You’d think by now, in a world equipped with G.P.S. and Google Earth, cartoonists would have wrung every last drop of humor from the premise of castaways marooned on desert islands. After all, they seem to have finally run through ladies trying to return hats and dresses for frivolous reasons, and explorers stewing in cannibal pots. And won’t the castaways reveal themselves, anyway, when they inevitably check in on FourSquare, so where’s the joke?
But this week, there on page 58 of The New Yorker is a witty, terrific cartoon by Bob Mankoff, set on a desert island with just enough room for two castaways, both shirtless and wearing shredded pants, and a single palm tree sprouting from the middle of the island—classic!
Mankoff is also TheNew Yorker’s cartoon editor. (His blog, a must for cartoon fans, is here.) Always eager for an excuse—any excuse—to talk venerable cartoon tropes, I gave him a call to discuss the history of this genre, to which he was only the most recent contributor:
Bruce Handy: Tell me—is there a patient zero for the desert-island cartoon?
Bob Mankoff: The desert-island cartoon originally comes out of desert-island literature—Robinson Crusoe. It’s the classic thing of tragedy plus time equals comedy. In the 17th and 18th centuries, shipwrecks were common and you could actually be stranded, and people were stranded, on desert islands. Our desert-island cartoons probably started in the 1930s.
One of the interesting things about that is that originally the desert island in cartoons is quite large, and the ship is sinking in the background, so there’s a narrative. You sort of understand how they got on the island. Later, the island becomes an icon [i.e., the tiny island with a single palm tree].
Probably there were desert-island cartoons in comic magazines that preceded TheNew Yorker. I don’t know specifically, but probably in Judge and Life, comic magazines that precede TheNew Yorker [which debuted in 1925] and that New Yorker cartoonists probably worked on in the early part of the century, and even in the 20s.
Is it true that at one point William Shawn [who edited TheNew Yorker between 1952 and 1987] banned desert-island cartoons?
I think at one point everyone banned them, because they get tired of them. But the genre keeps morphing, if you will, to change with the times. On our database I see more than 360 desert-island cartoons. The original ones were more about isolation from the strictures of society, especially the moral strictures of the time. If a man and a woman were on the island in the 30s or 40s, the cartoon probably has a sexual content. The woman might be asking the man, “How can I be sure you’re a millionaire?”
Then, later, the cartoons represent different things, mostly just isolation. And eventually they just represent the cartoon trope, if you will. For instance, I did a cartoon in the 80s that has a man on a desert island thinking, “No man is an island, but I come pretty damn close.” And he’s tiny, and the island is tiny. And that’s one of the interesting things that happened over the years, that it’s not a real island anymore. Originally it was a real island. Now it’s more the idea of an island, an icon.
That’s one thing that’s so great in contemporary desert-island cartoons: they’re so graphic and simple. They’re pure.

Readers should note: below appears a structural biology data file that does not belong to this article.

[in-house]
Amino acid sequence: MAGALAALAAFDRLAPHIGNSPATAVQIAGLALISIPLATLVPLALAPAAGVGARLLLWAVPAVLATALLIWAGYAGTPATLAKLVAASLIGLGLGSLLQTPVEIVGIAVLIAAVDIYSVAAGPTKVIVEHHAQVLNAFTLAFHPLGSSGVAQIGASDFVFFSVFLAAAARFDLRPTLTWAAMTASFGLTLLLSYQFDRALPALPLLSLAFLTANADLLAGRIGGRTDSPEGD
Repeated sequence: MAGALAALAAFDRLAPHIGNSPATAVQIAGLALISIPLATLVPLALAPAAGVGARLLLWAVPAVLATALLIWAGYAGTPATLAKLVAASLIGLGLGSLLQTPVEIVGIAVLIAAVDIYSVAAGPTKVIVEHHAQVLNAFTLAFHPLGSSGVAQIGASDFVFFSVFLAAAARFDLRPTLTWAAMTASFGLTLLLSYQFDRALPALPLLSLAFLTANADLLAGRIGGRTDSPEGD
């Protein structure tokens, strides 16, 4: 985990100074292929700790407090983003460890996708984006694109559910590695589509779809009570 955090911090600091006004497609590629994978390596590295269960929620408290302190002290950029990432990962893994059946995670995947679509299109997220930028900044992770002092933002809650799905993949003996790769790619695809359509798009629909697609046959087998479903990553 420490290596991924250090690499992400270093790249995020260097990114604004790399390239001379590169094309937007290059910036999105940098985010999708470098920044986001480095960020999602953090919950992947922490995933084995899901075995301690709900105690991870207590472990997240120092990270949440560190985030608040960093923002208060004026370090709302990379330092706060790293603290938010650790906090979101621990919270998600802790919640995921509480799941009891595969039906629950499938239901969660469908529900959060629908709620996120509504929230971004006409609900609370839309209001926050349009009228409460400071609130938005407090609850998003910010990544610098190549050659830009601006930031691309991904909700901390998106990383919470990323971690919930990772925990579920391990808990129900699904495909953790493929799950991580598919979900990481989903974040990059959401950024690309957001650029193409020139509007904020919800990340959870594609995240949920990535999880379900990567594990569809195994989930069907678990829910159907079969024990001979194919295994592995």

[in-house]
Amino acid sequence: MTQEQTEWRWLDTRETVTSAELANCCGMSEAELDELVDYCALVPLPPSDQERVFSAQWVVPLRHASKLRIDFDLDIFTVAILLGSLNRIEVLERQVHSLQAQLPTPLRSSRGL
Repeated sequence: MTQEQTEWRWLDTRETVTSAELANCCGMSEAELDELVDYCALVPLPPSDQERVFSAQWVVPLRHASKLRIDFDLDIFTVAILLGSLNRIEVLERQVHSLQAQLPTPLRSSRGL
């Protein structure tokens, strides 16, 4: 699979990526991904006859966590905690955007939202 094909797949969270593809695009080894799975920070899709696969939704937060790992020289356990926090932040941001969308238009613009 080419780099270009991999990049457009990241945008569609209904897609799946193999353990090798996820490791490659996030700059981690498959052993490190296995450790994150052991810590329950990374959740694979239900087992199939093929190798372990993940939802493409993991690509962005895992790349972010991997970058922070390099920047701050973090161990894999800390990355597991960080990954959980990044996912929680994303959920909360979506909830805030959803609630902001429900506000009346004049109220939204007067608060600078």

Whereas, as I said, the original islands have debris on them—a life preserver, that kind of thing—more realistic details. They’re not iconic because it has yet to be established what the iconography is.
I once did a search [on our database] and I think the year of the greatest popularity of desert-island cartoons in The New Yorker is 1957, when 17 appeared.
Why a spike in 1957?
I wonder if it was some kind of Cold War statement, or fear of the bomb. Maybe something about social isolation—The Man in the Grey Flannel Suit—or wanting to flee society’s strictures.
As the magazine’s cartoon editor, do you feel you have to set a higher bar for desert-island cartoons?
Oh yeah, there’s always a sliding scale. Desert-island cartoons are like lightbulb jokes. It’s not like you can use them up. They can act like kudzu—they can take over everything. Sort of like animal cartoons can, because they’re easy and natural to do. There once was an issue in 1959 in which Jim Garaghty, who was the cartoon editor at the time, said, “O.K., enough animal cartoons.” So they ran all animal cartoons in a 1959 issue. And nobody noticed.
So yeah, it’s definitely a higher bar for desert-island cartoons, because it’s an easier joke to make. It’s easier to relate it to almost anything at all. And also now the jokes tend to be almost completely self-referential.
Do you get at least one a week in submissions?
Probably. These clichés and genres taper off. Partly they taper off because of whatever the political climate is. For example, in the 30s and 40s there were lots and lots of cartoons about sugar daddies, and all the money that they’re giving to women, and alimony, and divorce. You have cartoons in the 30s and 40s which take sexual harassment as a given.
That Peter Arno stuff.
Absolutely. The guy chasing his secretary—he says, “Do you realize, Miss, that my time is worth $30 an hour?” That type of stuff. (It’s in the 40s so the money makes sense.)
So you see tapering off with some genres—not so much with the desert-island cartoon, but certainly with Eskimo cartoons and the gods-are-angry cartoons. In the 50s and 60s there are a lot of cartoons with natives in Africa, and you won’t have any of those now. So those genres tend to go in and out. And also now, because you have a whole younger generation, if they do a genre like the desert-island cartoon, it will be in a very ironic way.
Is there anyone generally considered the master of the desert-island cartoon?
I think it’s in everyone’s palette.
For more, check out The New Yorker’s Cartoon Bank, where you can find pretty much any cartoon that ever ran in the magazine. You can even search for “cannibal pots.”